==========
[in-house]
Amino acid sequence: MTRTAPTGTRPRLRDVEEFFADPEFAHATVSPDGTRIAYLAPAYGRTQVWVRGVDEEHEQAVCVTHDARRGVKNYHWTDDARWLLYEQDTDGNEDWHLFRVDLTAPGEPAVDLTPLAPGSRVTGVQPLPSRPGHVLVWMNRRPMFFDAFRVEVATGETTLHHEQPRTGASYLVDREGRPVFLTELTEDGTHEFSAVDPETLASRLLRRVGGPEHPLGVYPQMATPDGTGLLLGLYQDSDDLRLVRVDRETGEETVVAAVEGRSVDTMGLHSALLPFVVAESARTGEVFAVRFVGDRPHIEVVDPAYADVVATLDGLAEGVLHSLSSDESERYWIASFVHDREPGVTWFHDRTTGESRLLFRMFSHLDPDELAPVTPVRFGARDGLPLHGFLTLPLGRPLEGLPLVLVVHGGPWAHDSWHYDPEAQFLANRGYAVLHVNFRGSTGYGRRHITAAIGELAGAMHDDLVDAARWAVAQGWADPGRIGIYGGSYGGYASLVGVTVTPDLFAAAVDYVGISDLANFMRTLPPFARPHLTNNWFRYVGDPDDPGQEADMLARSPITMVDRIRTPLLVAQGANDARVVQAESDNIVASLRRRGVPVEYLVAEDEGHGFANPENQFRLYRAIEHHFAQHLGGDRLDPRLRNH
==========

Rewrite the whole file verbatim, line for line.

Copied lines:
[in-house]
Amino acid sequence: MTRTAPTGTRPRLRDVEEFFADPEFAHATVSPDGTRIAYLAPAYGRTQVWVRGVDEEHEQAVCVTHDARRGVKNYHWTDDARWLLYEQDTDGNEDWHLFRVDLTAPGEPAVDLTPLAPGSRVTGVQPLPSRPGHVLVWMNRRPMFFDAFRVEVATGETTLHHEQPRTGASYLVDREGRPVFLTELTEDGTHEFSAVDPETLASRLLRRVGGPEHPLGVYPQMATPDGTGLLLGLYQDSDDLRLVRVDRETGEETVVAAVEGRSVDTMGLHSALLPFVVAESARTGEVFAVRFVGDRPHIEVVDPAYADVVATLDGLAEGVLHSLSSDESERYWIASFVHDREPGVTWFHDRTTGESRLLFRMFSHLDPDELAPVTPVRFGARDGLPLHGFLTLPLGRPLEGLPLVLVVHGGPWAHDSWHYDPEAQFLANRGYAVLHVNFRGSTGYGRRHITAAIGELAGAMHDDLVDAARWAVAQGWADPGRIGIYGGSYGGYASLVGVTVTPDLFAAAVDYVGISDLANFMRTLPPFARPHLTNNWFRYVGDPDDPGQEADMLARSPITMVDRIRTPLLVAQGANDARVVQAESDNIVASLRRRGVPVEYLVAEDEGHGFANPENQFRLYRAIEHHFAQHLGGDRLDPRLRNH